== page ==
On April 1st the year before last, when they'd tied my shoes to the top of the rugby post and had given me a good kicking, I noticed a look of bitter disappointment about him when they'd let me go. There wasn't a twitch of conscience in his face, just this smug look of satisfaction and pleasure, almost as if he'd masterminded the whole thing. I usually laugh along with the others as a way of showing them I don't mind what they do to me, a sort of forgiveness that allows me a period of rest from it all, a self-constructed amnesty if you like. But Baines just stands there and stares his cruel stare long after they've all finished.
At least this year I know they'll be no gravel in my sandwiches or lumps of shit in my school bag, and that's good enough for me. I've got the day planned out, after the park I'm going to take a stroll along the alleyway behind the restaurants and fast food joints. I like the smell of the city down there, the stink of decaying food, mouldy cardboard and extractor grease. The overflowing waste bins, the precariously stacked crates of empty bottles and the steamed up windows. It all reminds me of the real world where I like to think of people being friendly and honest. Sometimes I see a man leaning against a wall outside one of the kitchens, his overalls soiled with the day's pot splatter and fat, the stump of a cigarette tilting from a corner of his mouth. I spoke to him once, well, I nodded my head and said hello just so I could hear the sound of my own voice.
I'm drawn to places like these, I pretend I've stumbled by chance into a world far beyond mine where survival is dictated by rules and principles different to those that govern my life. I love that people don't know my face and that when they look at me they don't feel immediately compelled to laugh or push me over. This is where the real people live and work and it's a world where I can walk without fear, especially today.
'Big' Dave Musgrove once told me my shoe laces were undone so I bent over to look at my feet and he punched me hard in the face with his well-rehearsed uppercut. I laughed, of course, and then asked him if he'd hurt his hand. He said I deserved another thump because it was April 1st and I was lucky to have got away with it. Later that same morning he told me Baines wanted to meet me after school by the headmaster's office so I waited until everybody had gone home and stood in the corridor by the door. I don't know why, but a part of me hoped that Baines had decided to apologize for the years of torment I'd suffered at the hands of his friends. Stupid, I know but the prospect of making some sort of connection with someone I'd always feared was too good to resist.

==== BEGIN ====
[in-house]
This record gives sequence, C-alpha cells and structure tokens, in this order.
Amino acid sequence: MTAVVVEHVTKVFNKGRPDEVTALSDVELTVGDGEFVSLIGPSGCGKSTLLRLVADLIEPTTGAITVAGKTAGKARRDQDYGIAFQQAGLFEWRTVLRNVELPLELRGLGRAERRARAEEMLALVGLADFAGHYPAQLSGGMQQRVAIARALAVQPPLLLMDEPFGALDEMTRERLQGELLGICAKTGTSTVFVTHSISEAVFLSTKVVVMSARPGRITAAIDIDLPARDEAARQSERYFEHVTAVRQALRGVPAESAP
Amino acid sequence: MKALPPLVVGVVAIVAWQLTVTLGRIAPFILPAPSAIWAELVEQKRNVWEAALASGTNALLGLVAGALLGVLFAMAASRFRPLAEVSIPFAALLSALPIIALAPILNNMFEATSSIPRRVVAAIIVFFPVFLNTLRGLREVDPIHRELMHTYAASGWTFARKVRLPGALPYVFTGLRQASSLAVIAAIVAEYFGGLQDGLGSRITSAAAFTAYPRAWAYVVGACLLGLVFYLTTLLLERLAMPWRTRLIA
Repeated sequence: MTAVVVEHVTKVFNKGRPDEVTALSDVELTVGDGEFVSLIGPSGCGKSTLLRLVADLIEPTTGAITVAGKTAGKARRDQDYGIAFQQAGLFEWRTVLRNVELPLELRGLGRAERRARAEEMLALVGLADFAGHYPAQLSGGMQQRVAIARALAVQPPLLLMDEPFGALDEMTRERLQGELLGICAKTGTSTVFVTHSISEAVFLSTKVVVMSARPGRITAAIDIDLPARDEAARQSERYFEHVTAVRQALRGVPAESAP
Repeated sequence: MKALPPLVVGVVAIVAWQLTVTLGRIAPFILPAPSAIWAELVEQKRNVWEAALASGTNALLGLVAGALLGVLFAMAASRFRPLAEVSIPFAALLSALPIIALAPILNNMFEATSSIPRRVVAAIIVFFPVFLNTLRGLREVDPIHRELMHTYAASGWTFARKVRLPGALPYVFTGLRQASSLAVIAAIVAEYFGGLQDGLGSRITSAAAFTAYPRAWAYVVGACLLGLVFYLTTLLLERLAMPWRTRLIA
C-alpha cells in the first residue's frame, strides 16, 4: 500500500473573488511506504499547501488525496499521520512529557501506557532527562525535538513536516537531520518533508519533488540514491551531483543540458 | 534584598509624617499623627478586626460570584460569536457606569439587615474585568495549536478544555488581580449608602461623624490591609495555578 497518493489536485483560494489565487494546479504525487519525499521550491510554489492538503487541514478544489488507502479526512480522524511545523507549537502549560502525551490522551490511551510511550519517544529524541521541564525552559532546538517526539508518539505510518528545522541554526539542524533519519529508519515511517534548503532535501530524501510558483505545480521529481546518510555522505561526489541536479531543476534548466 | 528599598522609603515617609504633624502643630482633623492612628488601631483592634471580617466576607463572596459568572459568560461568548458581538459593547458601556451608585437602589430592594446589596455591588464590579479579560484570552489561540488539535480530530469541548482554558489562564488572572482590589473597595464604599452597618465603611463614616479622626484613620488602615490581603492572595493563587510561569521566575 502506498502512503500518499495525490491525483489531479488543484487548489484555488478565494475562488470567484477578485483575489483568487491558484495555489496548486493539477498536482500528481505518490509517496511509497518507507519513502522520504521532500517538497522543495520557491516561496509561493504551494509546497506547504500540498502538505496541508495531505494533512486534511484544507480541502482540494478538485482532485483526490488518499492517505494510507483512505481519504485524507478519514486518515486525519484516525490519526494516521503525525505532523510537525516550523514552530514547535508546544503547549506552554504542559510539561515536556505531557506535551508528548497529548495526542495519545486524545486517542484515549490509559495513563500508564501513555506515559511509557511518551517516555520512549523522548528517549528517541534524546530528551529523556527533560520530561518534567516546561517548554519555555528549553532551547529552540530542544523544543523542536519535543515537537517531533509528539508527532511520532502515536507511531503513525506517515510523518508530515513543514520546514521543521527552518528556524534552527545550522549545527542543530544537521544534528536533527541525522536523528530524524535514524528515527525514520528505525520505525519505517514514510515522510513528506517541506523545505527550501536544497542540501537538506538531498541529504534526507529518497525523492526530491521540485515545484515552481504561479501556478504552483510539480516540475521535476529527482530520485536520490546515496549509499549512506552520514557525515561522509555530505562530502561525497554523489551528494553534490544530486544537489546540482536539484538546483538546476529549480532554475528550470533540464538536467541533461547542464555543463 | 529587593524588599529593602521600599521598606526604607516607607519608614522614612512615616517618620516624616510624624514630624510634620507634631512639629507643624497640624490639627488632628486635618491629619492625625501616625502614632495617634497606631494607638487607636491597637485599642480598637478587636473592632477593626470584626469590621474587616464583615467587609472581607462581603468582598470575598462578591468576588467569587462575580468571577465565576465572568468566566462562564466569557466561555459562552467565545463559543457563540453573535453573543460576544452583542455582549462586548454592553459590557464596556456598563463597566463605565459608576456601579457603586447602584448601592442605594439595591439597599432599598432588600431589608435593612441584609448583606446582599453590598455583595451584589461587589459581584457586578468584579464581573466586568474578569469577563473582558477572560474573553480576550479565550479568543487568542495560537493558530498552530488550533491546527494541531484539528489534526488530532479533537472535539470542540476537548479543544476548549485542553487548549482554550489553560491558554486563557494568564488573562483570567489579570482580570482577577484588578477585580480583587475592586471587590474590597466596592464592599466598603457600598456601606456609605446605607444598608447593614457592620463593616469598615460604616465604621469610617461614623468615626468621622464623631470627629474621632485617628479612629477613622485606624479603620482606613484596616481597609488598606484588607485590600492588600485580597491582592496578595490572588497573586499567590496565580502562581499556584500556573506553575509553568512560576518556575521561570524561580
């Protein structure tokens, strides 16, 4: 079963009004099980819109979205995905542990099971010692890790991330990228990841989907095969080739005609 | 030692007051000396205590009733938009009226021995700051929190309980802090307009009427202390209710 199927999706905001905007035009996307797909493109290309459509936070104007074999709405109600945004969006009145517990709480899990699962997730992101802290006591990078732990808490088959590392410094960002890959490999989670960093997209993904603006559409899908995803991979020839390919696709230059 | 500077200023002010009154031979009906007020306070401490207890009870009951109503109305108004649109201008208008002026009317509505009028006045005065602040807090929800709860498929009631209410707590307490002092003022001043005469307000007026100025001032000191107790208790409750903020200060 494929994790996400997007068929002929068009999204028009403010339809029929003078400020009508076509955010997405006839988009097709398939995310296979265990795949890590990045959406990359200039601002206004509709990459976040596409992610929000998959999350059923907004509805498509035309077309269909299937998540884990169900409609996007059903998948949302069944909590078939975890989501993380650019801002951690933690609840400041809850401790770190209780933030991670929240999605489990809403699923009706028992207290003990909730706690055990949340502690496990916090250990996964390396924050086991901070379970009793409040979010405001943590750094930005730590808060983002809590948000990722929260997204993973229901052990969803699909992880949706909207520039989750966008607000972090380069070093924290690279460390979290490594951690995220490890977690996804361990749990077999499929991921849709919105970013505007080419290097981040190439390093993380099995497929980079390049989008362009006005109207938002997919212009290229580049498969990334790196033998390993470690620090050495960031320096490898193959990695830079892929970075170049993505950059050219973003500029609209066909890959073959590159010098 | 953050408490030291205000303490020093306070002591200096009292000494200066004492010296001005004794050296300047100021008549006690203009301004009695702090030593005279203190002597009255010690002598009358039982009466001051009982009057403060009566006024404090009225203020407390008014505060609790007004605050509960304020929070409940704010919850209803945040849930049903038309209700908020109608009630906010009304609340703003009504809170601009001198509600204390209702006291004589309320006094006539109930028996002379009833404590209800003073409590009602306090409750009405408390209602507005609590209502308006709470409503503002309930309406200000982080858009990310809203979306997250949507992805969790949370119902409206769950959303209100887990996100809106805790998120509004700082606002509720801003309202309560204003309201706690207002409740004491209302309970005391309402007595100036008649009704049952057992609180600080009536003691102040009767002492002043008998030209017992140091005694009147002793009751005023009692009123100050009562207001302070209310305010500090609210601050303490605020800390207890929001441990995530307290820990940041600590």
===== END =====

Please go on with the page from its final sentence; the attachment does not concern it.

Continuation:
The empty school felt ghostly, so much energy and spirit stored up during the day slowly seeping out from the fabric of the building. Distant noises, inexplicable squeaks and groans. I didn't know if they came from my overactive imagination or whether they were the lingering echoes of the day's furore. Baines did turn up, eventually. He sprang out from behind a curtain and told me to watch my attitude. I said I didn't realise I had an attitude so he slammed me against the wall and stuck his knee into my groin. Then after he'd faced me with that horrible leering sneer of his, he ran back down the corridor laughing. I think that was when I made the decision to stay away from school on April 1st.
I'm going to take the bus to Regent Street and walk among the crowds of shoppers and tourists. I feel like I need to experience the speed and urgency of life and allow the sounds of the place to wash through me. I love the pressure there, the pulse of the traffic and the blur of faces, the smell of exhaust fumes, perfume and coffee. I'll walk quickly and with purpose to make it look like I'm busy, I'm anonymous in the city and that means I'll be safe.
I wonder if they know what it's like to be someone else? They don't know how lucky they are, all those people in the real world. They probably take the crucial things for granted because they've never known what it's like not to have them. What they think of as being important are really trivial things that they wouldn't miss if they were in my shoes.
It must be nice not to have to look over your shoulder every few minutes to see if someone's about to grab your neck or kick your back. Or to not worry about accidentally rubbing arms or touching hands, or saying some innocent word that you know will be deliberately misconstrued, or being ridiculed because your shoes are old and scruffy.